I first heard that a storm was coming a few days ago.
"The weather's getting icky this week," someone mentioned in passing. There was a shake of the head, half horror, half glee. The truth is we sort of love our storms around here, especially the early winter ones. Unlike fires, unlike floods, we know the storms will come. We expect the snow and the cold to come, to move through, then to move on, leaving us to compare drift depths and drama. There's something almost comforting about knowing something bad is coming. To have the privilege of preparing, of stocking up on firewood and marshmallows. And this storm is supposed to be worth stocking up for, with bitter cold and snowfall somewhere between 5 and 20 inches.
This morning was almost warm. I took Raphael and Sophia out to run an errand, and I drove my dad's big fancy car, because mine is in the shop. My van had a recall notice, because apparently vans like it have been randomly deploying airbags, which seems like a wildly bad idea indeed. Dad's car has an outside temperature gauge that displays on the rear view window. This morning, as I drove, it read 54 degrees. Balmy. I wore a sweater, and thought about how terrible it would be to have an airbag punch you in the face unexpectedly.
A few hours later I headed back out to the car with Sophia. The wind pushed against us, aggressive now, like a kid looking for a fight. I turned around and grabbed our winter jackets, because sweaters were no protection now. The rear view mirror read 33 degrees. I thought about a friend, whose daughter had spinal surgery today. They are untethering her spinal cord, which was pinned to her vertebrae by the vagaries of how her DNA unfolded her. It sounds almost lovely - untethering. It's so much like what my teenagers are doing within the family. It sounds good, and it's clearly the right thing to do, but the reality is shockingly painful and dangerous. My friend's daughter was out of surgery by then, and doing beautifully. I prayed a mother's prayer, a swirl of gratitude and pleas.
I picked up Max at school, and he swaggered out to the car in his t-shirt. His jacket was stuffed in his backpack. No one can tell this child he is mortal. Actually, no one can tell this child anything. At the same time, he is hoovering in the world around him. I feel like I've had a hand in starting a chemical reaction in the world and I have no idea what will become of it. The rear view mirror read 24 degrees.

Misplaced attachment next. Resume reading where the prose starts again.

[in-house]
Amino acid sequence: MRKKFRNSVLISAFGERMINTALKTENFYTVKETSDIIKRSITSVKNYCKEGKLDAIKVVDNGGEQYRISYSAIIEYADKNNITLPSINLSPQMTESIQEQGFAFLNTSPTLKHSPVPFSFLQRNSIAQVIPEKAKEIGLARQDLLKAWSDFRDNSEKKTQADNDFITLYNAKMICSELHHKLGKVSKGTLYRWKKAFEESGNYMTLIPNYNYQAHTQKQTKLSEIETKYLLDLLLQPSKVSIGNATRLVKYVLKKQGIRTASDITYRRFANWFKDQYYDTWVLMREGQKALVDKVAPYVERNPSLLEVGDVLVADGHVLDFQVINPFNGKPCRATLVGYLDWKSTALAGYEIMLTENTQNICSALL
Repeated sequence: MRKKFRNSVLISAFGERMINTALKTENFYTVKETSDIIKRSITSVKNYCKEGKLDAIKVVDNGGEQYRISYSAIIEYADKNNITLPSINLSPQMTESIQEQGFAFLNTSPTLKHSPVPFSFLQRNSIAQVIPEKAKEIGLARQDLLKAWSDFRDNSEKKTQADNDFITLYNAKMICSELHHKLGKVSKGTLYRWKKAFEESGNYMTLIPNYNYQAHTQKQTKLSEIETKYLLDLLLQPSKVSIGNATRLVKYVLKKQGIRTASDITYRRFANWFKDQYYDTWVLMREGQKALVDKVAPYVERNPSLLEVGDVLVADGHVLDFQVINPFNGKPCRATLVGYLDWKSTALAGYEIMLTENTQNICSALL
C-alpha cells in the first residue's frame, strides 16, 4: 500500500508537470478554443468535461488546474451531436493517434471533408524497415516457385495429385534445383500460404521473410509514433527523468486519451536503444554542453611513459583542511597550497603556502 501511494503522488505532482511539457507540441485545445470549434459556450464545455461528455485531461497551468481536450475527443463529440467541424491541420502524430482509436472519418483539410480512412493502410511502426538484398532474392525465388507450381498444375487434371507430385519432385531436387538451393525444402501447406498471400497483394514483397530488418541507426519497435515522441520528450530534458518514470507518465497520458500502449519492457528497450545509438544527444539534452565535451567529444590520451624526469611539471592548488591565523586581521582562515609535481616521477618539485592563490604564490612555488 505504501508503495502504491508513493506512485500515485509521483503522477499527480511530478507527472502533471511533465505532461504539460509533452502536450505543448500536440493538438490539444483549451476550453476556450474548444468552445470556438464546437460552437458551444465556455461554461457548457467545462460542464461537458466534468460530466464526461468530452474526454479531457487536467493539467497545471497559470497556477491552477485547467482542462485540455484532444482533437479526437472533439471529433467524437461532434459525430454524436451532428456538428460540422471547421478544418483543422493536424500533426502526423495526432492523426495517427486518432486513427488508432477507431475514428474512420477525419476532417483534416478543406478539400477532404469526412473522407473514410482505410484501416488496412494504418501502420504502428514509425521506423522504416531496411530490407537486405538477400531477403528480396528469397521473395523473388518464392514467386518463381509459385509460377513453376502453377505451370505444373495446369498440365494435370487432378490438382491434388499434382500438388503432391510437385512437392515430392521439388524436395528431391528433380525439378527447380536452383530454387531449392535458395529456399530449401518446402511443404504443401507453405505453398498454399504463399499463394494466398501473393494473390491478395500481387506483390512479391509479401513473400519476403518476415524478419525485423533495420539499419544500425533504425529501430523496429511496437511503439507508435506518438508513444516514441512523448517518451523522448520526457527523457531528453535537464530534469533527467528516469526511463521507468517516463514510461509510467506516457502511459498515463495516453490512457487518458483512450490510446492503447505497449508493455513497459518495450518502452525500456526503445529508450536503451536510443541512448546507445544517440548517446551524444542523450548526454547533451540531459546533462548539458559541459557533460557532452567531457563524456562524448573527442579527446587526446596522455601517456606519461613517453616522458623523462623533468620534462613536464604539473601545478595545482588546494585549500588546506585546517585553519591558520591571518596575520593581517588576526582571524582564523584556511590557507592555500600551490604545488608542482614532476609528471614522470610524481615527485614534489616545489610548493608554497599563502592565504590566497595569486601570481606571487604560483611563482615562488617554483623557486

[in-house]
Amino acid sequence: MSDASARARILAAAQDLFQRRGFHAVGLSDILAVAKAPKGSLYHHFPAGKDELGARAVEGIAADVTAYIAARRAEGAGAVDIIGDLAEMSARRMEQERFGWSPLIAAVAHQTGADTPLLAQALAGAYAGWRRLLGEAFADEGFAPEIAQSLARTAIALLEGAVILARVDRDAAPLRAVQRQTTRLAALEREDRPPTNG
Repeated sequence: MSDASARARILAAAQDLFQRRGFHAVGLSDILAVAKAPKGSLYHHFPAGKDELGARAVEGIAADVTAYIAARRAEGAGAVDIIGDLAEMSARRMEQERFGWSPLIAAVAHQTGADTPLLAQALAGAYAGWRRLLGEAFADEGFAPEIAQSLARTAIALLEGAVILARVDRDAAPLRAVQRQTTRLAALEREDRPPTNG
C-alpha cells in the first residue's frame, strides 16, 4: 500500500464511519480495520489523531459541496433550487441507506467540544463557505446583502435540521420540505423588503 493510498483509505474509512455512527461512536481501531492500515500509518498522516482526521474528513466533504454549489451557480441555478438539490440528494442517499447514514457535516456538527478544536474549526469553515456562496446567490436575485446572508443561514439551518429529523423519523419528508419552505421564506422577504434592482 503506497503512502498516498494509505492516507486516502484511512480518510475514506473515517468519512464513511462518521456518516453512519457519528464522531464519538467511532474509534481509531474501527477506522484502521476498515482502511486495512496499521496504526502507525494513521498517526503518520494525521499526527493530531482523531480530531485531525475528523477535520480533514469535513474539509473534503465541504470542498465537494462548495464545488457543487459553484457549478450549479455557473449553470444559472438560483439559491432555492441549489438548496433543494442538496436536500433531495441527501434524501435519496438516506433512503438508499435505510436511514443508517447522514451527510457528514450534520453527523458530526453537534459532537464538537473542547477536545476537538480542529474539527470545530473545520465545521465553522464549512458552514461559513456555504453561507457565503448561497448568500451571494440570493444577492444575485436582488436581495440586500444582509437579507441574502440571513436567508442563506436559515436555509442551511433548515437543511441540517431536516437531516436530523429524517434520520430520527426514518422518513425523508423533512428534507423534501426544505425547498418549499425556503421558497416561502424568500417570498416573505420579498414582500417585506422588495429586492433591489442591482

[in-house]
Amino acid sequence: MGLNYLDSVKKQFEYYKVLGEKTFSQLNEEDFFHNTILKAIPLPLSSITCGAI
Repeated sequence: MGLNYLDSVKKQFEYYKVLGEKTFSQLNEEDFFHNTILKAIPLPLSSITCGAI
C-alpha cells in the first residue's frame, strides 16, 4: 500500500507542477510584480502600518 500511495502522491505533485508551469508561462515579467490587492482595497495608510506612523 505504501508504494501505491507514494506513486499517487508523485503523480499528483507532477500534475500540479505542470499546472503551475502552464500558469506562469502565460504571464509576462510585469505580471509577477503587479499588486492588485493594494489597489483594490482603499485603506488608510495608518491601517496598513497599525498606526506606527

We got home and the next few hours passed in a tumble of evening musts. Raphael picked up from band practice, a quick run to the store for storm stock up essentials, dinner made and served. Clay and Tre were at Tre's school for a meeting about financial aid. I was hoping the meeting was being hosted by generous fairy godmothers, having recently acquired the hobby of hyperventilating at the cost of college. It's not a very fun hobby. At the end of the meal I eyed the clock, because Tuesday is yoga night. Sophia saw me, and crawled in my lap, mournful. She hates it when I go to yoga at night. I'm back by bedtime, but that's no comfort, and her eyes went red and tear glossed at the prospect.
"But I MISS you when you go to yoga," she crooned into my neck.
"I know, but do you know what I've been doing today? I've been taking care of people. Of your dad, and Tre, and Max, and Raphael, and you. Do you know who I still need to take care of?" She looked around the table. Clay and Tre's chairs were empty, but she could see them there, their obvious spaces waiting for them. She scanned her people, then looked back at me.
"Who else IS there?" she wondered.
"I still have to take care of me," I said, "and that's why I go to yoga."
She didn't really think that was a good reason, and when I left, she stood at the window, her forehead flattened against the glass, one hand waving slowly.
On the way home from yoga, the snow started falling. It swirled like smoke over the pavement, too powdery light to settle. The rear view mirror read 17 degrees.
And now I am home. A fire is burning in the fireplace, and all the kids (even the teens!) are in their beds (asleep is not my problem). I have a cup of tea, and everything would be perfect if Clay hadn't gotten called out by his job. By the time he gets home, the temperature will probably have fallen to the projected 10 degrees. I will wrap my warmth around him, and the snow will fall.